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A bioengineered array of 3D microvessels for vascular permeability assay

Lee H, Kim S, Chung M, Kim JH, Jeon NL. Microvasc Res. 2014 Jan;91:90-8.

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Division of WCU Multiscale Mechanical Design, School of Mechanical and Aerospace Engineering, Seoul National University, Seoul 151-744, Republic of Korea and

School of Mechanical and Aerospace Engineering, Seoul National University, Seoul 151-744, Republic of Korea and

Fight Against Angiogenesis-Related Blindness (FARB) Laboratory, Department of Ophthalmology, College of Medicine, Seoul National University, Seoul, Republic of Korea and

Division of WCU Multiscale Mechanical Design, School of Mechanical and Aerospace Engineering, Seoul National University, Seoul 151-744, Republic of Korea; School of Mechanical and Aerospace Engineering, Seoul National University, Seoul 151-744, Republic of Korea; Institute of Advanced Machinery and Design, Seoul National University, Seoul 151-744, Republic of Korea. Electronic address: [email protected]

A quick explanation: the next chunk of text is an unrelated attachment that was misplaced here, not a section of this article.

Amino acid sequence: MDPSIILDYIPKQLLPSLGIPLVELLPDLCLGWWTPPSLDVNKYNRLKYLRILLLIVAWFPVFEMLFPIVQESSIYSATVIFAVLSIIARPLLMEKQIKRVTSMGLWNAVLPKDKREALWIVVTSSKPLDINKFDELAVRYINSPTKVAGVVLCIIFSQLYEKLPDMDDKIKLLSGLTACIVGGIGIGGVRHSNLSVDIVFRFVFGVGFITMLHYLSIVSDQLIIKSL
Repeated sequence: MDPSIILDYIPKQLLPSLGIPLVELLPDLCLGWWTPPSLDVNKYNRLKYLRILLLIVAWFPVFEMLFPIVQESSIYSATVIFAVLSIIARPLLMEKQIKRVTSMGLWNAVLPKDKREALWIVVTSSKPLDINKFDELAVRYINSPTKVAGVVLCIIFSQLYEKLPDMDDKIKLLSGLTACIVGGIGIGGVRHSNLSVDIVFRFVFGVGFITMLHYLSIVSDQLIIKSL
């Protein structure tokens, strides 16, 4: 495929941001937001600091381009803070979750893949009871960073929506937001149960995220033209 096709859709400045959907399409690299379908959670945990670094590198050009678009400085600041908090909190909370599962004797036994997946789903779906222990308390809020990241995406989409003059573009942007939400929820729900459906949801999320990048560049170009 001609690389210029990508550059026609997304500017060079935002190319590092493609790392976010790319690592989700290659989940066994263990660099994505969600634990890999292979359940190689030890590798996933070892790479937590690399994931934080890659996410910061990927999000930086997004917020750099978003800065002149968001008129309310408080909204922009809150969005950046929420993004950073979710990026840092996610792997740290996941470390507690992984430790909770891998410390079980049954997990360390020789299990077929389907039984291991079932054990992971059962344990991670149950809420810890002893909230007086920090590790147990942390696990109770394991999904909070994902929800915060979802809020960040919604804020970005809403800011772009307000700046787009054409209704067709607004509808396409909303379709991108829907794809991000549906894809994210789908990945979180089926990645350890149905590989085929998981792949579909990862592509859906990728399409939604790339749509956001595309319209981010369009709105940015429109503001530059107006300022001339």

Abstract

 Blood vessels exhibit highly regulated barrier function allowing selective passage of macromolecules. Abnormal vascular permeabilitycaused by disorder in barrier function is often associated with various pathological states such as tumor progression or pulmonary fibrosis. There are no realistic in vitro models for measuring vascular permeability as most models are limited to mimicking anatomical structural properties of in vivo vessel barriers. This paper presents a reliable microfluidic-based chip for measuring permeability by engineeringtubular perfusable microvessels. This platform is compatible with high resolution, live-cell time-lapse imaging and high throughput permeability measurements. The microvessels were formed by natural angiogenic process and thus exhibit reliable barrier properties with permeability coefficient of 1.55×10(-6)cm/s (for 70kDa FITC-dextran). The bioengineered microvessels showed properties similar to in vivo vessels in terms of cell-cell junction expression (ZO-1, Claudin-5 and VE-cadherin) and response to agonists such as histamine and TNF-{Alpha}. We showed that hyperpermeability of the tumor microvessel could be normalized with anti-VEGF (bevacizumab) treatment, consistent with the mechanism of action for bevacizumab. The method developed here provides a relatively simple, robust technique for assessing drug effects on permeability of microvessels with a number of potential applications in fundamental vascular biology as well as drug screening.

Copyright © 2013 Elsevier Inc. All rights reserved.

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A bioengineered array of 3D microvessels for vascular permeability assay. Global Medical Discovery